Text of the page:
I’m ready. I’m going to blab about everything that is wrong with Henry James. Well, not everything, because I haven’t read all his “major” novels yet. There is nothing major, in the Clueless sense of the word, about any of his novels as far as I can perceive. Have you ever heard anyone say “Henry James is my favorite author!” I haven’t. He is remembered for being experimental and an influence for the Modernists, but his own work is, frankly, atrocious. I mean it. I worry about the Modern Era in literature that looms before me. If those goobers read Henry James and thought “Yes! This! The world needs more of this,” I worry about their judgment. The Turn of the Screw is perhaps a perfect microcosm of James’ flaws. Taking this novella as an exemplar, let’s get into the problem with Henry James. Have I typed those last five words before? I may have.

Anyway.

  1. Good concept, executed poorly. A young lady takes a job as a governess to two orphans living on their uncle’s remote country estate. The last governess died under mysterious circumstances. Yes! I am ready for these spooky, haunted children. Come to me, spectral governess. I am waiting. . . for nothing. James doesn’t really pull it off. Similarly, What Maisie Knew takes on the concept of divorce, a fascinating topic for the Late Victorian Era, but James does nothing good with it. In a Portrait of a Lady he tries to write about a modern, independent woman and fails spectacularly. It’s as if he thought of and about creative and interesting topics but failed to think up anything worthwhile when he contemplated them.
  2. Turn of the Screw starts out as a frame story. Visitors at a storm bespattered country estate gather around the fireside to share spooky stories. One claims to have the spookiest story of them all, but he must send away for the manuscript. He reads the manuscript. The novella ends. Right there with the last word of the manuscript. Henry James doesn’t close the frame. There is absolutely no value to the introductory portion. The listeners do not comment on the tale after they hear it. They are simply forgotten. He could have simply started with the governess’ narrative. In fact, BBC radio productions and similarly abridged versions do just that, recognizing that the James’ “frame” is unnecessary and pointless. Come at me. I will fight you on this. Oh wait, no one out there actually cares about Henry James enough to defend him, because he just isn’t good enough to deserve that level of devotion.
  3. He circles meaning like a turkey vulture, not daring to descend and eat until…I don’t know what he’s waiting for, really. Conversations drag on in a way that frustrates rather than builds tension. The governess sees ghosts and wants to know if her charges see them too. Rather than ask them, she talks around the topic page after page until you want to shake her and query the children on her behalf “hey, have you been hanging out with your dead governess?” Similarly, in P of and L Isabell won’t ask if Madame Merle happens to have been impregnated by her husband. Instead, James talks around that for a few hundred pages. In What Maisie Knew, James takes dragging-out-indelicate-conversations-with-children to the limit. The entire novel consists of interminable conversations between Maisie and adults who won’t come out and say “are you aware that your parents are having affairs with other people and that such behavior is wrong?” Speaking of repetitiveness. Hung fire. Hung fire. Hung fire. Hung fire. Hung fire. Hung fire. Hung fire. Hung fire. Hung fire. Hung fire. Hung fire. Hung fire. Hang fire, is apparently an expression that means “pause” and the preceding interlude represents what it feels like to read James’ dialogue, in which he uses that expression about as often as he changes speakers. Just sloppy and annoying. Weak writing by any acknowledged interpretation of the term.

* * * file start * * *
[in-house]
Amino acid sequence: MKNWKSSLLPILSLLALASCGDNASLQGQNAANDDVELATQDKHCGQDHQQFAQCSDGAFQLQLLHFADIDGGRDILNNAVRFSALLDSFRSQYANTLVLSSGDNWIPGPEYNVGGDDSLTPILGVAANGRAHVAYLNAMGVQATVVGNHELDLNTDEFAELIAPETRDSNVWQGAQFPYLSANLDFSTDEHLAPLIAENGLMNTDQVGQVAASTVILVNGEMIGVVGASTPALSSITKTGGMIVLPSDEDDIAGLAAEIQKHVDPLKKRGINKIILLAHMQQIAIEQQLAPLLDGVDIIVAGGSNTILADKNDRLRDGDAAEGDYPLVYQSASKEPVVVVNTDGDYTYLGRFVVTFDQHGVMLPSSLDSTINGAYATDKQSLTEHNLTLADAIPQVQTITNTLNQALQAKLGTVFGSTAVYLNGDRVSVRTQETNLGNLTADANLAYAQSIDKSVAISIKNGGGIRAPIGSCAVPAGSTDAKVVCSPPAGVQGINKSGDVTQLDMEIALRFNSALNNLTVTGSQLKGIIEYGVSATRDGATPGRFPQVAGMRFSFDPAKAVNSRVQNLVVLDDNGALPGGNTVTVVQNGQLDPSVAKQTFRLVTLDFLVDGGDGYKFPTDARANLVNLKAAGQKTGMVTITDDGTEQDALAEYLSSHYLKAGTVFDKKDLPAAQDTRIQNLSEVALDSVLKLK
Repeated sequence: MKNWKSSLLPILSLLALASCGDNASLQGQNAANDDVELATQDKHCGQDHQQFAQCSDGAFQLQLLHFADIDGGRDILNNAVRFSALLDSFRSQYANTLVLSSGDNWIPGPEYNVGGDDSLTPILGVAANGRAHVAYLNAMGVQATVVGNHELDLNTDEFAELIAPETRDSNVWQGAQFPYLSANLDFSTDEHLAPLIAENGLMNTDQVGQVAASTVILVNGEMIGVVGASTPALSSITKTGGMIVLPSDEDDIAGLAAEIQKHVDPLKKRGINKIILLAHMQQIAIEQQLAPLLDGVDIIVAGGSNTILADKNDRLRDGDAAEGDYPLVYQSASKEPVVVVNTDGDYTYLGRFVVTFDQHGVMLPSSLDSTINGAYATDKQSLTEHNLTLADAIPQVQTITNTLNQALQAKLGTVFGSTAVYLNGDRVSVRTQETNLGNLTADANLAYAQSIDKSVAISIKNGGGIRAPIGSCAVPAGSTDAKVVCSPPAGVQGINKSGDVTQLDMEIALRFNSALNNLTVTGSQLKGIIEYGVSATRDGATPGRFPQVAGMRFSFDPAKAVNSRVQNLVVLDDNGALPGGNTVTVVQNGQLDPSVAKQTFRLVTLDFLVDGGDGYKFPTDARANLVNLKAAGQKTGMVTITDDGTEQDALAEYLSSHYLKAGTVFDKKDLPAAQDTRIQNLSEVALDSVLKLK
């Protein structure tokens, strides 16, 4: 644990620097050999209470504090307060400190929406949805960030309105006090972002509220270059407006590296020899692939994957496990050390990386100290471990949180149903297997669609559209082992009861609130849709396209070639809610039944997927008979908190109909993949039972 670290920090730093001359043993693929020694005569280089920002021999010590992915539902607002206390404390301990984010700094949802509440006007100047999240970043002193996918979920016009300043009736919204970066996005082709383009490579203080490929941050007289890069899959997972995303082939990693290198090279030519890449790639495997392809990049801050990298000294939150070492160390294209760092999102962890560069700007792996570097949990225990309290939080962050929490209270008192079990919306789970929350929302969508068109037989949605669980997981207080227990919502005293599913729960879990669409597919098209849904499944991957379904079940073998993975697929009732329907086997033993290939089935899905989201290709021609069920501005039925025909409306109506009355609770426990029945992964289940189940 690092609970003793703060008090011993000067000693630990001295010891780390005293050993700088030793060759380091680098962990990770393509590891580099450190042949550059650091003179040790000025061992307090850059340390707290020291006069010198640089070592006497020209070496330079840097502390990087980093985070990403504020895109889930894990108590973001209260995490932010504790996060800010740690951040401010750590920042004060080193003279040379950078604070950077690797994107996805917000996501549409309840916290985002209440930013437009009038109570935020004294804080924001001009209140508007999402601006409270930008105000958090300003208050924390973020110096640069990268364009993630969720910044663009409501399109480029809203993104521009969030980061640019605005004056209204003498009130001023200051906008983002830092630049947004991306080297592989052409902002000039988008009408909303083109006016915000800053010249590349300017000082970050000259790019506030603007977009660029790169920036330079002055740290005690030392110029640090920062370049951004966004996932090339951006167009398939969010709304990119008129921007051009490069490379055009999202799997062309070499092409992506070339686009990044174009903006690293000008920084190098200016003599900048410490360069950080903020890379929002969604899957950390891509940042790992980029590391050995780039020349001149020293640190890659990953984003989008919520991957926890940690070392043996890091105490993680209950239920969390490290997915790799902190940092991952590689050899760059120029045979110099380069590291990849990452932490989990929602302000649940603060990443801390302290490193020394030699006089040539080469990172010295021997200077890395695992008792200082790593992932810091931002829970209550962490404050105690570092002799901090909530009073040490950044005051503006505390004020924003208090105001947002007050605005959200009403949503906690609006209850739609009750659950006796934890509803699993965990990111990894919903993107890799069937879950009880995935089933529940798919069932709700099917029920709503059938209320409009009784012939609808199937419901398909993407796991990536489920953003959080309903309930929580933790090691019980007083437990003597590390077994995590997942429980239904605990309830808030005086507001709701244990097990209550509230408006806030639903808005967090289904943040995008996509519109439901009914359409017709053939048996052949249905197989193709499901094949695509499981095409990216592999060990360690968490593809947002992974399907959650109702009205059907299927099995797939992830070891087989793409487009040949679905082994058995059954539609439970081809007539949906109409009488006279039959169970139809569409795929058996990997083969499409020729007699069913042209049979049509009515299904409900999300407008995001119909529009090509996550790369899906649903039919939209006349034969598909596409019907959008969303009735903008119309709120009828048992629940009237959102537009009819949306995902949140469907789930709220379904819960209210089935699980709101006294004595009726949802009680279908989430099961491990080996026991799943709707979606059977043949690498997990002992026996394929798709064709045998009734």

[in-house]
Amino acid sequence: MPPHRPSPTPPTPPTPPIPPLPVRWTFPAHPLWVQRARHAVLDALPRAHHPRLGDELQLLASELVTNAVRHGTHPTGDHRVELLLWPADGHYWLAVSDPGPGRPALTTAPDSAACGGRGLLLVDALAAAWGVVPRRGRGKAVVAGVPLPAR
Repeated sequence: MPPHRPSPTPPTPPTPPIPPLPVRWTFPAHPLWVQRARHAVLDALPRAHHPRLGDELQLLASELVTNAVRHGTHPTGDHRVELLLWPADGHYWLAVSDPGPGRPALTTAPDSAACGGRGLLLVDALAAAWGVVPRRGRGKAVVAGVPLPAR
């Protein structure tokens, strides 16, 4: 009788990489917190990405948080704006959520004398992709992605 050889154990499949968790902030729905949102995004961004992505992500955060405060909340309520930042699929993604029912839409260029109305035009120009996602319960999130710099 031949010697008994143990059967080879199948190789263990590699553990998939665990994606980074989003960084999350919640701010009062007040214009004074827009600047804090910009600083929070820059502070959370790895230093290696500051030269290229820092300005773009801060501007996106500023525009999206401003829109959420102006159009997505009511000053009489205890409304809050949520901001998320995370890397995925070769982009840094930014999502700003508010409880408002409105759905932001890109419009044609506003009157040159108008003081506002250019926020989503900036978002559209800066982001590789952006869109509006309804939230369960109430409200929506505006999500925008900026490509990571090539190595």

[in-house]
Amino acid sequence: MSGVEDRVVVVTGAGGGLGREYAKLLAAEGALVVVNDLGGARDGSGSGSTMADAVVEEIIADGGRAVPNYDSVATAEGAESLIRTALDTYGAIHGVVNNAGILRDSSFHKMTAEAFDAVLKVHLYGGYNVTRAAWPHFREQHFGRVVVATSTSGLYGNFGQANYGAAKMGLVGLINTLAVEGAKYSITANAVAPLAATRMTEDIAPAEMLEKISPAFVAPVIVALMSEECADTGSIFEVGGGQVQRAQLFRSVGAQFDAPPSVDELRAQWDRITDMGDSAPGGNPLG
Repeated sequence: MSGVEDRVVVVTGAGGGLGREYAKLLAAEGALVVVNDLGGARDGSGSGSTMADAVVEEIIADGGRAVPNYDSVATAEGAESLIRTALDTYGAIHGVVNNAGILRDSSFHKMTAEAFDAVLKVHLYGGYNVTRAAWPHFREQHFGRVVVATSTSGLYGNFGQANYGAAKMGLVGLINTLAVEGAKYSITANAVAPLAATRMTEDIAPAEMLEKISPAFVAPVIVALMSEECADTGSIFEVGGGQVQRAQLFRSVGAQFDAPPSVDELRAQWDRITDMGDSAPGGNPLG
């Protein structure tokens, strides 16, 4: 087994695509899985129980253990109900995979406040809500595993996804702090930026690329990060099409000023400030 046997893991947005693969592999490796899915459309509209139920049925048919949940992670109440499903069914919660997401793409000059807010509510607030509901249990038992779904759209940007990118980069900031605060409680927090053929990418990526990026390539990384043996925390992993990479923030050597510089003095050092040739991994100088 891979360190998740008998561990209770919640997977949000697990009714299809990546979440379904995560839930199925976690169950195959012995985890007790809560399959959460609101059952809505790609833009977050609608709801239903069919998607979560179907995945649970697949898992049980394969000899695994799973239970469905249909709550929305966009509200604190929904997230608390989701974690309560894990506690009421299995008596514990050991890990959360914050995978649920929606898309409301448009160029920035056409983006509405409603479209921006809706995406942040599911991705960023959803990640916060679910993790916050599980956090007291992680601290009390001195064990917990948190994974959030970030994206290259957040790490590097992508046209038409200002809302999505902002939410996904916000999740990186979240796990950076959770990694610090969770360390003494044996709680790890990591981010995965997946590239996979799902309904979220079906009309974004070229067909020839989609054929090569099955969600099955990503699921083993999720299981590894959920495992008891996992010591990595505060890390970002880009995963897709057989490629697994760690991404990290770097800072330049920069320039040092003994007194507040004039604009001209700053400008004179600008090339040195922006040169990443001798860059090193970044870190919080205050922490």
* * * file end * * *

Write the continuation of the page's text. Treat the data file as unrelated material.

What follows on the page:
I don’t have anything else to say about this story. I have two more novels “The Ambassador” and “Wings of the Dove” to drag myself through before I can put James behind me and dive into his hopefully more competent proteges. Gosh, I hope those books are better than what came before. Cuz, yikes.

You might like The Turn of the Screw if:

  • you like Uncle Silas. Yeah, you’d have to be into Victorian horror enough to have read Uncle Silas. You’d have to have a specific thing for Victorian horror, regardless of quality. Honestly, Uncle Silas is better.

You might not like The Turn of the Screw if:

  • You like stories that are well-told.

Final thoughts: Look, I get it. You’ve gotten this far, and you still want to know about the poor vulnerable governess and the spooky, haunted children. Me too. Watch the BBC production with Michelle Dockery (Lady Mary from Downton Abbey). It’s not bad.